This book sheds light on some of the Jews most daunting and mystifying questions: What is our role on this planet? Are we truly "the chosen people"? If we are, what were we chosen for? What is causing anti-Semitism, and can it be cured? Using numerous quotes and references from Jewish sages and historians of all times, the book offers a roadmap for achieving one of the Jews most sought-after, yet elusive goals: social cohesion and unity. Indeed, unity is the very gift that the Jews alone can give to the world, and which the world impatiently awaits. When we unite and share our unity with all, then peace, brotherly love, and happiness will forever prevail throughout the world.
When we view Ya'acov (James) for who he was: a chief rabbi, a Torah scholar, a Bible commentator, and akin to a high court judge, then we can better understand the purpose of his book. One of the main thrusts of Ya'acov's teaching is encouraging the practical application of the Torah's teachings.
In this unique collection of essays, some of today's smartest Jewish thinkers explore a broad range of fundamental questions in an effort to balance ancient tradition and modern sexuality.
In the last few decades a number of factors--post-modernism, feminism, queer liberation, and more--have brought discussion of sexuality to the fore, and with it a whole new set of questions that challenge time-honored traditions and ways of thinking. For Jews of all backgrounds, this has often led to an unhappy standoff between tradition and sexual empowerment.
Yet as The Passionate Torah illustrates, it is of critical importance to see beyond this apparent conflict if Jews are to embrace both their religious beliefs and their sexuality. With incisive essays from contemporary rabbis, scholars, thinkers, and writers, this collection not only surveys the challenges that sexuality poses to Jewish belief, but also offers fresh new perspectives and insights on the changing place of sexuality within Jewish theology--and Jewish lives. Covering topics such as monogamy, inter-faith relationships, reproductive technology, homosexuality, and a host of other hot-button issues, these writings consider how contemporary Jews can engage themselves, their loved ones, and their tradition in a way that's both sexy and sanctified.
Seeking to deepen the Jewish conversation about sexuality, The Passionate Torah brings together brilliant thinkers in an attempt to bridge the gap between the sacred and the sexual.
Contributors: Rebecca Alpert, Wendy Love Anderson, Judith R. Baskin, Aryeh Cohen, Elliot Dorff, Esther Fuchs, Bonna Haberman, Elliot Kukla, Gail Labovitz, Malka Landau, Sarra Lev, Laura Levitt, Sara Meirowitz, Jay Michaelson, Haviva Ner-David, Danya Ruttenberg, Naomi Seidman, and Arthur Waskow.
This book offers the first detailed examination of the life and works of biblical commentator Thomas Brightman (1562-1607), analysing his influential eschatological commentaries and their impact on both conservative and radical writers in early modern England. It examines in detail the hermeneutic strategies used by Brightman and argues that his method centred on the dual axes of a Jewish restoration to Palestine and the construction of a strong English national identity. This book suggests that Brightman's use of conservative modes of "literal" exegesis led him to new interpretations which had a major impact on early modern English eschatology.A radically historicised mode of exegesis sought to provide interpretations of the Old Testament that would have made sense to their original readers, leading Brightman and those who followed him to argue for the physical restoration of the Jews to the Holy Land. In doing so, the standard Reformed identification of Old Testament Israel with elect Christians was denied. This book traces the evolution of the controversial idea that Israel and the church both had separate unfulfilled scriptural promises in early modern England and shows how early modern exegetes sought to re-construct a distinctly English Christian identity through reading their nation into prophecy. In examining Brightman's hermeneutic strategies and their influence, this book argues for important links between a "literal" hermeneutic, ideas of Jewish restoration and national identity construction in early modern England.Its central arguments will be of interest to all those researching the history of biblical interpretation, the role of religion in constructing national identity and the background to the later development of Christian Zionism.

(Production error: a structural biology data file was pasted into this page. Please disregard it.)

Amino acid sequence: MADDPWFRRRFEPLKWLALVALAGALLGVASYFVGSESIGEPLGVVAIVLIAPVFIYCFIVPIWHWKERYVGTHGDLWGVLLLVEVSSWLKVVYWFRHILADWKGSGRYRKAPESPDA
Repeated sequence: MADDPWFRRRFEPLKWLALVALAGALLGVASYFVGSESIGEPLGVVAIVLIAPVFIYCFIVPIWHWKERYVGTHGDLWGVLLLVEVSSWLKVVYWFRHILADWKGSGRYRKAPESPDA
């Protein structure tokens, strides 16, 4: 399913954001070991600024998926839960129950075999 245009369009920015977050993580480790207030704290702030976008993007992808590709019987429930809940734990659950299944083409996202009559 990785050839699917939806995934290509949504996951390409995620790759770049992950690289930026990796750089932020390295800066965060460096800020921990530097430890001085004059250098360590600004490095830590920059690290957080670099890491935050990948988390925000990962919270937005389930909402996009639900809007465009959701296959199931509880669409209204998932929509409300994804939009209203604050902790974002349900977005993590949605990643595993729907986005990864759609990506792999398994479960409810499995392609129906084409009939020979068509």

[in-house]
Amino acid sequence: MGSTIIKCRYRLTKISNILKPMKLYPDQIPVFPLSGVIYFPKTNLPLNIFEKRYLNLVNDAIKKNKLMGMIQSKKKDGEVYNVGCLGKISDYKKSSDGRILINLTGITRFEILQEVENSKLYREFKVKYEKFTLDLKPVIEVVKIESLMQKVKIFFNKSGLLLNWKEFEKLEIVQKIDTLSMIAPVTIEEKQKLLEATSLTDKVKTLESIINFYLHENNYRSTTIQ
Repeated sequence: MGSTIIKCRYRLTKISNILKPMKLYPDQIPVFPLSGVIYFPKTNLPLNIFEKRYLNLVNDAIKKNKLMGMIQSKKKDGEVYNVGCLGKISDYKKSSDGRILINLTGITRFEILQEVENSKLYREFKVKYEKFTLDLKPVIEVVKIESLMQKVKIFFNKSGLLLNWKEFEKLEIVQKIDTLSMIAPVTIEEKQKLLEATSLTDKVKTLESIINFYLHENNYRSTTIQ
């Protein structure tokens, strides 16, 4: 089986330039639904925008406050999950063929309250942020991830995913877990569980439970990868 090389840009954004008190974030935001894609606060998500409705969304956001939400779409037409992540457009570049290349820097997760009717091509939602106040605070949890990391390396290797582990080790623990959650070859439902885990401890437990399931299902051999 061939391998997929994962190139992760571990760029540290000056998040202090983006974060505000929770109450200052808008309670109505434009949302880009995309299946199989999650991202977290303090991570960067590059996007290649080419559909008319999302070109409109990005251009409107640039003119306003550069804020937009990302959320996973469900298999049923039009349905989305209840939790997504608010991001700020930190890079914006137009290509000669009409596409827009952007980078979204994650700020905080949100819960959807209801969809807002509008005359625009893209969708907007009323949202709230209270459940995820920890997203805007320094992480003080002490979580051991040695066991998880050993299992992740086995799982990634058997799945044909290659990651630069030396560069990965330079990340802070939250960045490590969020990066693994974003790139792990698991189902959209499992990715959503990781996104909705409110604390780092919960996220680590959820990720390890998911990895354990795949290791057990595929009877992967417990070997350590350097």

This important study provides a new examination of Thomas Brightman's hermeneutical method, particularly his ideas on the restoration of the Jews. The author's thorough analysis of Brightman's approach also has more general and wider implications for understanding the development of English apocalyptic interpretation into the later seventeenth-century.' - Dr Warren Johnston, Associate Professor of History, Algoma University.
Andrew Crome's ground-breaking study of Thomas Brightman offers a new and sometimes surprising account of the development of millennial thinking in and beyond early modern England. This masterly account demonstrates the extent to which an emerging Zionism supported an emerging English nationalism, while outlining the historical roots of some of the most important of contemporary geopolitical themes." - Professor Crawford Gribben, Professor of Early Modern British History, Queen's University Belfast.